Germany's Parliament has passed legislation making it easier to deport failed asylum seekers and to monitor those deemed dangerous in a move that has been slammed by opposition parties and rights groups as an assault on the rights of refugees.
In the legislation passed by the Bundestag late Thursday, German authorities will be able to detain migrants due for deportation for 10 days rather than four, and also have the right to use ankle bracelets to monitor those deemed willing and able to commit terrorist attacks. The legislation also restricts the failed asylum seekers' freedom of movement. It grants the Federal Office for Migration and Refugees (BAMF) and other government bodies more leeway to use and share data retrieved from the migrants' mobile phones.
Refugee organization Pro Asyl criticized the measures, saying that they rob refugees of their right to privacy. Defending the move, Interior Minister Thomas de Maiziere referred to the new measures as "a conclusion of efforts to tighten asylum laws in this legislative period."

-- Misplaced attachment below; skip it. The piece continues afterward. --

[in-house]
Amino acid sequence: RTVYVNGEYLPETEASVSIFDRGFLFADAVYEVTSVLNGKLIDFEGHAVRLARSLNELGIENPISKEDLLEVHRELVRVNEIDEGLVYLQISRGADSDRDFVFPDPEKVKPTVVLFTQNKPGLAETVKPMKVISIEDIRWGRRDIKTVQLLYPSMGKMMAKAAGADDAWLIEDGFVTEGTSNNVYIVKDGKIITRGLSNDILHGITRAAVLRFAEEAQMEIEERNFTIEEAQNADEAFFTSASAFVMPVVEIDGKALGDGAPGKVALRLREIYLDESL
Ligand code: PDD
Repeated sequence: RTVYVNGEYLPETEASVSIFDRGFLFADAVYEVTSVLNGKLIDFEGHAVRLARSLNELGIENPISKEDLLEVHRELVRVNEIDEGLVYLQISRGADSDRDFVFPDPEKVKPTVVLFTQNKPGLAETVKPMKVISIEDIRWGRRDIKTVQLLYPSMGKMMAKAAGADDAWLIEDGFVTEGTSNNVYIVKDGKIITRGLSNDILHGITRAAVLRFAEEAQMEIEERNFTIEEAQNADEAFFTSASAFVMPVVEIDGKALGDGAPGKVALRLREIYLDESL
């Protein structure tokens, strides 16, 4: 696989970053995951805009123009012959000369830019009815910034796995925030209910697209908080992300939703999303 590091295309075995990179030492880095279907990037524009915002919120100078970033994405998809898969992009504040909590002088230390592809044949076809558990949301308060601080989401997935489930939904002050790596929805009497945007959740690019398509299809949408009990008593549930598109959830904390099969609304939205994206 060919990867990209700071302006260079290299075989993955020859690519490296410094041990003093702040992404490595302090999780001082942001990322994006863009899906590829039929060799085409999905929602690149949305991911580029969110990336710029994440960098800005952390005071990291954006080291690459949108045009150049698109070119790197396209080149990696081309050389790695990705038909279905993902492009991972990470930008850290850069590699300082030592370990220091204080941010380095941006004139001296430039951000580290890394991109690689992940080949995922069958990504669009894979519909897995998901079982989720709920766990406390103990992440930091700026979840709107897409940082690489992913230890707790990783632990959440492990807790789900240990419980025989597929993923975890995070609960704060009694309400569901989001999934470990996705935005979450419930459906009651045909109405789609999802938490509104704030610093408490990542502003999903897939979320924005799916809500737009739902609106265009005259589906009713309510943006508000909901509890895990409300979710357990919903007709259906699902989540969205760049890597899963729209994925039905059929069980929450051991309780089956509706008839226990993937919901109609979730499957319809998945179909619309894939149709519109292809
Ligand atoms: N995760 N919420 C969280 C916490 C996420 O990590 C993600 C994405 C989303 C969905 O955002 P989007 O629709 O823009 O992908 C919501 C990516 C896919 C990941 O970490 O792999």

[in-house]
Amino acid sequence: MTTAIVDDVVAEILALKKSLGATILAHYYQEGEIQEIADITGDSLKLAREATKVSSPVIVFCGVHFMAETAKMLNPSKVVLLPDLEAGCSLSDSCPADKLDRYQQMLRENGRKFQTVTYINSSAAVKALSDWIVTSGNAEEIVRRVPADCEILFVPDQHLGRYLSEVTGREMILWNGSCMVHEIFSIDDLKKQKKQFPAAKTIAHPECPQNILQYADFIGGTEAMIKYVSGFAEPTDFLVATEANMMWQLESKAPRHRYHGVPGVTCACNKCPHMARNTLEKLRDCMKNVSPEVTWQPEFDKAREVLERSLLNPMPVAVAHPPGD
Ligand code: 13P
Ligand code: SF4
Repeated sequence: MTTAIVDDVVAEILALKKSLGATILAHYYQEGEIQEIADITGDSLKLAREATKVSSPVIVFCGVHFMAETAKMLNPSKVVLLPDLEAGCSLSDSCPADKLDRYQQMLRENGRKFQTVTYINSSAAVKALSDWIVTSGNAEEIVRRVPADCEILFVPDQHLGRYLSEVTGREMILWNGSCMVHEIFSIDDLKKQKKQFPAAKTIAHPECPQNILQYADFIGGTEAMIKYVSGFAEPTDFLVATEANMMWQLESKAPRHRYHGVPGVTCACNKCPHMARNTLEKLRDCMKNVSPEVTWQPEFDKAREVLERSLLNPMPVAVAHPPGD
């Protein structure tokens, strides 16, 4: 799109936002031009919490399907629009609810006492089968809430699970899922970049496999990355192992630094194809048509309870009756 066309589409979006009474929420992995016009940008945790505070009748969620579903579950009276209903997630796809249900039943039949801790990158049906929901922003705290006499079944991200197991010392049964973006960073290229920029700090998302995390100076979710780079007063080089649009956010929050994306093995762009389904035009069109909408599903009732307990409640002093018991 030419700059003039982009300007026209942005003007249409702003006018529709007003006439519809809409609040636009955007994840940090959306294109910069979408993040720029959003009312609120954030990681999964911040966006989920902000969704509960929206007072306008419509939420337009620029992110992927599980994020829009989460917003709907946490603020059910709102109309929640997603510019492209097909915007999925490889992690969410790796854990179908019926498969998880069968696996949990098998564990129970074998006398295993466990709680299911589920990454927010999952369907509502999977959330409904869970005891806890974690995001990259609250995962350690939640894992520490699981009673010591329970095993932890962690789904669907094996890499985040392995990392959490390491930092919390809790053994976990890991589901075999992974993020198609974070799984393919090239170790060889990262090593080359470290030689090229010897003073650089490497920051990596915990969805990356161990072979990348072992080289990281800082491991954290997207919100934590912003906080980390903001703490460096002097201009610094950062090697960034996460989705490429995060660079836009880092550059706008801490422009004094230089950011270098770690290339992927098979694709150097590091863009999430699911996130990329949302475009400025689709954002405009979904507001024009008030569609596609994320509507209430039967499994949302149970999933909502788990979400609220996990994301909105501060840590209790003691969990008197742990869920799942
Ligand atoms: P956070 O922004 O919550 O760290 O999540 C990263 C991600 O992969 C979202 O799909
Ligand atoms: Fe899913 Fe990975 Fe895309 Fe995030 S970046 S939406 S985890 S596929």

The measures were decided partly as a response to a truck attack in Berlin in December that killed 12 people. Though attacker Anis Amri's asylum request had failed and he was under surveillance by police, authorities had failed to deport him.
As the national elections are less than five months away, German Chancellor Angela Merkel's Christian Democratic Union (CDU) temporarily lost support over her government's refugee policies last year. Merkel has long suffered from low popularity, cutting a lonely figure in her struggle for resisting pressure to change her open-door refugee policy. Now, the chancellor's CDU seems to be bucking the pan-European trend of an erosion of support favoring mainstream political parties. Merkel's CDU won a decisive victory in Germany's most populous state over the weekend, an auspicious sign for her chances of re-election in a national poll on Sept. 24. German society has been polarized by the influx of some 890,000 asylum seekers last year, with another 213,000 submitting applications in the first nine months of 2016. Although fewer migrants entered the country in 2016, parties on the far right have called for an immigration cap.
But with the pace of new arrivals slowing sharply, surveys have shown that the conservatives are gaining ground. "The CDU is catching up regionally, and that lends momentum to Merkel ahead of the vote in North Rhine-Westphalia next week and before the national elections this autumn," said Spiegel Online.
The populist Alternative for Germany (AfD), which has railed against the migrant influx, scraped through election day with 5.9 percent support, winning its first seats in the state parliament in Kiel, despite a vicious falling out between the moderates and hardliners inside the party.